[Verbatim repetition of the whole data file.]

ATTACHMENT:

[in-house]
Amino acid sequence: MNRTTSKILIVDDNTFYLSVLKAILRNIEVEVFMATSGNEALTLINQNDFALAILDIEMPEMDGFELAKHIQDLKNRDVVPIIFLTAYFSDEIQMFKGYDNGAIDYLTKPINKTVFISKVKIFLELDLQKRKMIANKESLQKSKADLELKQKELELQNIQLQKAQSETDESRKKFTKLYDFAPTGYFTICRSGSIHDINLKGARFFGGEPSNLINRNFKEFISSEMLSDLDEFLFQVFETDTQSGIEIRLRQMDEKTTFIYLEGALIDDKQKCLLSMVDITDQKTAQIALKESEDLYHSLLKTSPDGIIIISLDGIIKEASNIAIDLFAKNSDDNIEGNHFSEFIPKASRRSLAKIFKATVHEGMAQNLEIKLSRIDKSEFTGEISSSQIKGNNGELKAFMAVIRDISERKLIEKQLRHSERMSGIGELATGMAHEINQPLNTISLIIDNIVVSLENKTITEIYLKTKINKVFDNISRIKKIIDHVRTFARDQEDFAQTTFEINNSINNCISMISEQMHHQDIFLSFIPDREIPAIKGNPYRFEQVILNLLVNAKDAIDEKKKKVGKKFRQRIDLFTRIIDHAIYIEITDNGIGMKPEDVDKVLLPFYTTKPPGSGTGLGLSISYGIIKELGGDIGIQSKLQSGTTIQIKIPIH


[in-house]
Amino acid sequence: MNRTTSKILIVDDNTFYLSVLKAILRNIEVEVFMATSGNEALTLINQNDFALAILDIEMPEMDGFELAKHIQDLKNRDVVPIIFLTAYFSDEIQMFKGYDNGAIDYLTKPINKTVFISKVKIFLELDLQKRKMIANKESLQKSKADLELKQKELELQNIQLQKAQSETDESRKKFTKLYDFAPTGYFTICRSGSIHDINLKGARFFGGEPSNLINRNFKEFISSEMLSDLDEFLFQVFETDTQSGIEIRLRQMDEKTTFIYLEGALIDDKQKCLLSMVDITDQKTAQIALKESEDLYHSLLKTSPDGIIIISLDGIIKEASNIAIDLFAKNSDDNIEGNHFSEFIPKASRRSLAKIFKATVHEGMAQNLEIKLSRIDKSEFTGEISSSQIKGNNGELKAFMAVIRDISERKLIEKQLRHSERMSGIGELATGMAHEINQPLNTISLIIDNIVVSLENKTITEIYLKTKINKVFDNISRIKKIIDHVRTFARDQEDFAQTTFEINNSINNCISMISEQMHHQDIFLSFIPDREIPAIKGNPYRFEQVILNLLVNAKDAIDEKKKKVGKKFRQRIDLFTRIIDHAIYIEITDNGIGMKPEDVDKVLLPFYTTKPPGSGTGLGLSISYGIIKELGGDIGIQSKLQSGTTIQIKIPIH